I began falling in love with Ernest Hemingway when I read Paula McLain's novel, The Paris Wife. I didn't want to love him, and I certainly didn't expect to,...but he was hard to resist. I guess you could say I fell in love with Hadley, Hemingway's first wife, as well. Or, perhaps, it would be more accurate to say I fell in love with their love.
I've spent many hours reading about Hemingway's life since my first initial infatuation. I've read his works and enjoyed them all. I'm still glad my journey into his life began with McLain's novel. The more I read and researched Hemingway and his life, the more I found I genuinely liked the man, even though I didn't want to like him - much less love him. I'm sure I'm not the only woman to feel that way. Hemingway could be a real jerk. He really could be, but all the other things he was made him...very special. I don't know any other way to put it than that. I do know a way, though, that you can understand what I mean.
I just finished reading Hemingway in Love: His Own Story by A.E. Hotchner. It is a loving memoir of Hemingway with much of his own words. Hotchner and Hemingway were good friends the last thirteen years of Hemingway's life. Hotchner waited until now to publish the memoir out of respect for other people in Hemingway's life that would have preferred that many of the words go unpublished.
"Before he ended his life, it was important to him that his final words explain the self-inflicted pain of letting the only true love of his life slip away." ~ A.E. Hotchner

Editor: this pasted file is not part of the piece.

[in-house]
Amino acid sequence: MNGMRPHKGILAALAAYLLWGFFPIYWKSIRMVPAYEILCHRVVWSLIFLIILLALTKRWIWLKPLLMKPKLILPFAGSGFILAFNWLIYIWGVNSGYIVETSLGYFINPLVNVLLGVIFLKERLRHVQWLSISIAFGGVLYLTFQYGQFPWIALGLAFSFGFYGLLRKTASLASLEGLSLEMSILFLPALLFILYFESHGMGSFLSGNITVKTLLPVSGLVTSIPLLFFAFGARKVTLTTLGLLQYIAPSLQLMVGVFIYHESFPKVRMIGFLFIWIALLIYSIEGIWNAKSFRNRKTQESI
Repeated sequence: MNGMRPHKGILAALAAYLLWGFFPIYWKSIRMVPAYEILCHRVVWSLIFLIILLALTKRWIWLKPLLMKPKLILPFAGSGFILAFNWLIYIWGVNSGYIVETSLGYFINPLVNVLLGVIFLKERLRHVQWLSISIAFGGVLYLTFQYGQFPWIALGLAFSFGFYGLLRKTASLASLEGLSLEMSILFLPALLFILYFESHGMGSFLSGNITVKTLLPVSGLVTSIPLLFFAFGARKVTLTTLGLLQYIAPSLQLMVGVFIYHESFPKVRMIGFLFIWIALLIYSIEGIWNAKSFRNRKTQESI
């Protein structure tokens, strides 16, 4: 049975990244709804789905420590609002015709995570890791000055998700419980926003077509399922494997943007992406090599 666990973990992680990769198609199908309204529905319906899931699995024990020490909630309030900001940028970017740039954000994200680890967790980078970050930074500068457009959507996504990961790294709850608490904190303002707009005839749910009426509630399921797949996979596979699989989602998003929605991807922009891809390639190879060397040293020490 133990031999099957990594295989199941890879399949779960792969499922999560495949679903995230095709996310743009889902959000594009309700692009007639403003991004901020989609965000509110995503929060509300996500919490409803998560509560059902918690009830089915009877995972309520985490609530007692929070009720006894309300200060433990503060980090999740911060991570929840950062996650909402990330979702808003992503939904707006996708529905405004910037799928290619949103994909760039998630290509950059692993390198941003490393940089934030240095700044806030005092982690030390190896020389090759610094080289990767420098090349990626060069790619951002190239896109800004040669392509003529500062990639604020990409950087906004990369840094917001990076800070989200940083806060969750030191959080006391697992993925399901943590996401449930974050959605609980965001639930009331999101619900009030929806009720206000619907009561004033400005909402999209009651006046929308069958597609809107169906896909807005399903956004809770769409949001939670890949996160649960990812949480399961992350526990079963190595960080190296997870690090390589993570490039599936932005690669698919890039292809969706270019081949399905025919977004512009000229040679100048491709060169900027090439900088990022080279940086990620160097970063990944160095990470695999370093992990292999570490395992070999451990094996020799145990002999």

The book is a quick read (unless you like to linger over the words, as I do) and not difficult to understand, even if you don't know much about Hemingway. Hotchner has a way of weaving in pieces of Hemingway's life so you understand the whole picture without getting bogged down with too many details. The book is well-written and very touching. You can tell Hotchner loved and admired "Papa" Hemingway. Some people use that as a point of criticism. I disagree. I would prefer someone who loved me to write about me when I'm gone from this earth. "But doesn't that make the storyteller biased?" Absolutely, in all the right ways.
The basis of the book is exactly what that the title says. It's Hemingway's thoughts on who he loved. He wanted certain things known later on in his life - he wanted someone to write it down. He discussed it with Hotchner and wanted him to write it if Hemingway was never able to do it for himself.
There's so much to love in this little book, I don't dare ruin your own journey into it. It is achingly sad in such a sweet and tender way. I loved seeing this side of him from someone who loved and admired him. I enjoyed Hotchner's recollection of moments he shared with Hemingway, along with some personal photos I had not seen before, and it was a pleasure reading Hemingway's own words.
If you love Hemingway, it's a must-read. If you don't know a thing about him, it's still a good read to hear what a man, who was married four times, has to say about being in love. In true Hemingway style, he doesn't usually speak in hearts and flowers. He speaks his mind bluntly, as he looks back over his life, and ponders what was and what might have been.
I loved it.
"Don't try living with remorse - remorse will break your goddamn heart."
~ Ernest Hemingway